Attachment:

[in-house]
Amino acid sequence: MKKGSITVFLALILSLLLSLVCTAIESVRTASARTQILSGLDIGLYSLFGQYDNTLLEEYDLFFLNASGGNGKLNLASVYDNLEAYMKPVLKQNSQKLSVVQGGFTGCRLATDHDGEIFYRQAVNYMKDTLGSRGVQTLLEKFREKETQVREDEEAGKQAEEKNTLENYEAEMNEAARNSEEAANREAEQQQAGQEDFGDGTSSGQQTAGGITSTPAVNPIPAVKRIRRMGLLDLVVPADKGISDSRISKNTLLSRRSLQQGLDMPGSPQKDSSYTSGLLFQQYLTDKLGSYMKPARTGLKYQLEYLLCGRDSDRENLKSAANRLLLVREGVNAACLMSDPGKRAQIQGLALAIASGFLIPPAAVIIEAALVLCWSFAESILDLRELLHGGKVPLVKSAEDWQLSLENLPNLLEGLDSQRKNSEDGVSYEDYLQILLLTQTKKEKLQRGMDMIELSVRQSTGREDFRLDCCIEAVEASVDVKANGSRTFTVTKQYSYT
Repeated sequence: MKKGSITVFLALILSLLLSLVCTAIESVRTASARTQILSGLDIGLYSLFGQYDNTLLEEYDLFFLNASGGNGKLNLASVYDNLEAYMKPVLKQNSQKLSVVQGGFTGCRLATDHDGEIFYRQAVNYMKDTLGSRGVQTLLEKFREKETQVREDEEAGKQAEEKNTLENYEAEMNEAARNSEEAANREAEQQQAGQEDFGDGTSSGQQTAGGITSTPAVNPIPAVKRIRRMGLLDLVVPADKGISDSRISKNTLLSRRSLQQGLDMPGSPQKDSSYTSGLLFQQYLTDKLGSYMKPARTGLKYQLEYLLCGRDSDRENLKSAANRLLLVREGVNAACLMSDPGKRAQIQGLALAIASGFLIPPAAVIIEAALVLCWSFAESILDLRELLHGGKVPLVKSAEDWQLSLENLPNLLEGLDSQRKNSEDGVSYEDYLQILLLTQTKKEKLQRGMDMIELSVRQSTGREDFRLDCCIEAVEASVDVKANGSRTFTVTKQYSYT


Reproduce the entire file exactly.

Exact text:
[in-house]
Amino acid sequence: MKKGSITVFLALILSLLLSLVCTAIESVRTASARTQILSGLDIGLYSLFGQYDNTLLEEYDLFFLNASGGNGKLNLASVYDNLEAYMKPVLKQNSQKLSVVQGGFTGCRLATDHDGEIFYRQAVNYMKDTLGSRGVQTLLEKFREKETQVREDEEAGKQAEEKNTLENYEAEMNEAARNSEEAANREAEQQQAGQEDFGDGTSSGQQTAGGITSTPAVNPIPAVKRIRRMGLLDLVVPADKGISDSRISKNTLLSRRSLQQGLDMPGSPQKDSSYTSGLLFQQYLTDKLGSYMKPARTGLKYQLEYLLCGRDSDRENLKSAANRLLLVREGVNAACLMSDPGKRAQIQGLALAIASGFLIPPAAVIIEAALVLCWSFAESILDLRELLHGGKVPLVKSAEDWQLSLENLPNLLEGLDSQRKNSEDGVSYEDYLQILLLTQTKKEKLQRGMDMIELSVRQSTGREDFRLDCCIEAVEASVDVKANGSRTFTVTKQYSYT
Repeated sequence: MKKGSITVFLALILSLLLSLVCTAIESVRTASARTQILSGLDIGLYSLFGQYDNTLLEEYDLFFLNASGGNGKLNLASVYDNLEAYMKPVLKQNSQKLSVVQGGFTGCRLATDHDGEIFYRQAVNYMKDTLGSRGVQTLLEKFREKETQVREDEEAGKQAEEKNTLENYEAEMNEAARNSEEAANREAEQQQAGQEDFGDGTSSGQQTAGGITSTPAVNPIPAVKRIRRMGLLDLVVPADKGISDSRISKNTLLSRRSLQQGLDMPGSPQKDSSYTSGLLFQQYLTDKLGSYMKPARTGLKYQLEYLLCGRDSDRENLKSAANRLLLVREGVNAACLMSDPGKRAQIQGLALAIASGFLIPPAAVIIEAALVLCWSFAESILDLRELLHGGKVPLVKSAEDWQLSLENLPNLLEGLDSQRKNSEDGVSYEDYLQILLLTQTKKEKLQRGMDMIELSVRQSTGREDFRLDCCIEAVEASVDVKANGSRTFTVTKQYSYT